As many as 70 percent of employers use job aptitude exams. Therefore, it's likely that your prospective employers will make you take employment math tests as part of the application and interview process. These tests are instrumental for positions in fields like accounting where math is required to serve clients or the employer. To pass an employment math test, you have to properly review and get some basic information from your potential employer about the test content.
Ask your potential employer outright what kind of math will be on the employment math exam. This will give you some direction for your preparatory study and stop you from studying material that won't be on the test. For example, if you are going for an architecture job, you may need more algebra than someone who is applying for a retail clerk position. Be specific when you inquire and try to get percentages of the different content. For instance, if you know that 75 percent of the test uses multiplication, you'll definitely want to go through your times tables. You can spend less time studying for problems that won't count as much toward your score.
Get some math resources from your local bookstore or library. Refresh your basic math skills such as working with multiplication or percentages, estimating and reading tables. These are the math skills that are the foundation for other math-related tasks. Move on to more complex mathematics like algebra once you're confident with the basics.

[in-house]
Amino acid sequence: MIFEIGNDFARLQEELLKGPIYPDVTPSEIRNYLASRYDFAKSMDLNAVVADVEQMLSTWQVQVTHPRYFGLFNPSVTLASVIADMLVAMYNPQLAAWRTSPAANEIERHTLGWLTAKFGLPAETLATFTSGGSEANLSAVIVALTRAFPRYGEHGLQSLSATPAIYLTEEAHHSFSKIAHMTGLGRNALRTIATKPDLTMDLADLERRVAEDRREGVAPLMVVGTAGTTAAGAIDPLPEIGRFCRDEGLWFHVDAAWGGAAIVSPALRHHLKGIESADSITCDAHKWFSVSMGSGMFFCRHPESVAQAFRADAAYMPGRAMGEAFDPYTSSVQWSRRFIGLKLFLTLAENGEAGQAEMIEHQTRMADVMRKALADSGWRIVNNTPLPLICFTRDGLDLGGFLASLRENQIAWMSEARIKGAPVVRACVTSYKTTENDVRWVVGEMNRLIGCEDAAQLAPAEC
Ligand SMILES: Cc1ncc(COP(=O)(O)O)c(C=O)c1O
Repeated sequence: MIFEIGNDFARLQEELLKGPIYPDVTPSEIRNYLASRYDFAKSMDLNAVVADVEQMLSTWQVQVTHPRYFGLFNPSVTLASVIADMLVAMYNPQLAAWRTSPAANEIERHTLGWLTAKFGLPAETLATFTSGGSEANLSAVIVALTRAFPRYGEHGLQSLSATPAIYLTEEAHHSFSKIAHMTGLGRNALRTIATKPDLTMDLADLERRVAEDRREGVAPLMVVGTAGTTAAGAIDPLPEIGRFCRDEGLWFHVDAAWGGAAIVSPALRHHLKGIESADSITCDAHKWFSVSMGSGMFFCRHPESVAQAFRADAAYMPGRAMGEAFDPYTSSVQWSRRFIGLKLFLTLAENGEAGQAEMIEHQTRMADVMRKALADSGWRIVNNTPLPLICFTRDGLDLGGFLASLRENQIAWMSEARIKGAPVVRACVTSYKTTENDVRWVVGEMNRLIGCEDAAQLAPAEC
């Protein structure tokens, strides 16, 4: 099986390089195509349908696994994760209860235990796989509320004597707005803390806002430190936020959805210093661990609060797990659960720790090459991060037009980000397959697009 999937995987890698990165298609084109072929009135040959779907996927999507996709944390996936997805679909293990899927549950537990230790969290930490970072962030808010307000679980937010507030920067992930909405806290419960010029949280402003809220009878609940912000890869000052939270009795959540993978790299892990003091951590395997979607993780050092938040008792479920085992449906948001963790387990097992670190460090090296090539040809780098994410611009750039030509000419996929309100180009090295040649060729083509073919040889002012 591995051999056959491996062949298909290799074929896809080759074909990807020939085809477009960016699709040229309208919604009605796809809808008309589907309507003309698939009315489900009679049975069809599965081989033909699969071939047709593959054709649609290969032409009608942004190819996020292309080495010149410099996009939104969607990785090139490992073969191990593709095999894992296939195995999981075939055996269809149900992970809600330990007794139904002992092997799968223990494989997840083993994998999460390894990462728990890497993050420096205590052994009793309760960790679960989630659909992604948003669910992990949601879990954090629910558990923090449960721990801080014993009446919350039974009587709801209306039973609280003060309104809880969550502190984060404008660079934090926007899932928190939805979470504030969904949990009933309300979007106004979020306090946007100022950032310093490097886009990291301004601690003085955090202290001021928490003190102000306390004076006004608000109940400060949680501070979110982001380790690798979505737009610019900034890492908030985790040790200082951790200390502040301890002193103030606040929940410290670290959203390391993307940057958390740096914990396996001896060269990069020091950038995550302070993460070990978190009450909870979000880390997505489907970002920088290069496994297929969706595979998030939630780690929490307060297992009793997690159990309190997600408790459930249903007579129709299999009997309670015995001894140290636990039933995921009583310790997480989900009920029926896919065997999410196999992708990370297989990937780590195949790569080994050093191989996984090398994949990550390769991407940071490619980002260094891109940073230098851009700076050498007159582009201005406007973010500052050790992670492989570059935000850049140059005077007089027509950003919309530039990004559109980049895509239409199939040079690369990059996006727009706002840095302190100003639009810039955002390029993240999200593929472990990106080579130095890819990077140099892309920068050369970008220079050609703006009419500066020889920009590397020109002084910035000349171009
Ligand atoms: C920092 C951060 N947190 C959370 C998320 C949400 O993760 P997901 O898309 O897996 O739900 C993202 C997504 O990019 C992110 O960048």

Get a good's night's rest and eat breakfast on the day of the test. Being tired and hungry can hinder your concentration and increases the odds you'll make unnecessary mistakes.
Read all the instructions for the entire test before you do any problems.
Do the simplest problems first. Then move on to harder ones. Try to finish problems you can see easily relate to job functions you would perform, regardless of their level. Estimate as you work so you quickly can check whether your final answer is close.
Double check your work only when you have completed as many questions as you can. If you double check as you go, you may not get through all the test, which can drastically lower your score, even if everything you did is correct.
Check with your potential employer about the use of calculators on the test. If you can't bring one with you to the test, you'll have to brush up on your manual math much more and should work a little harder on mental math practice. If you are allowed to bring a calculator, program in a few notes with some basic formulas you may need to remember. These don't provide any answers to the test questions, but they can help you choose how to solve a given equation.
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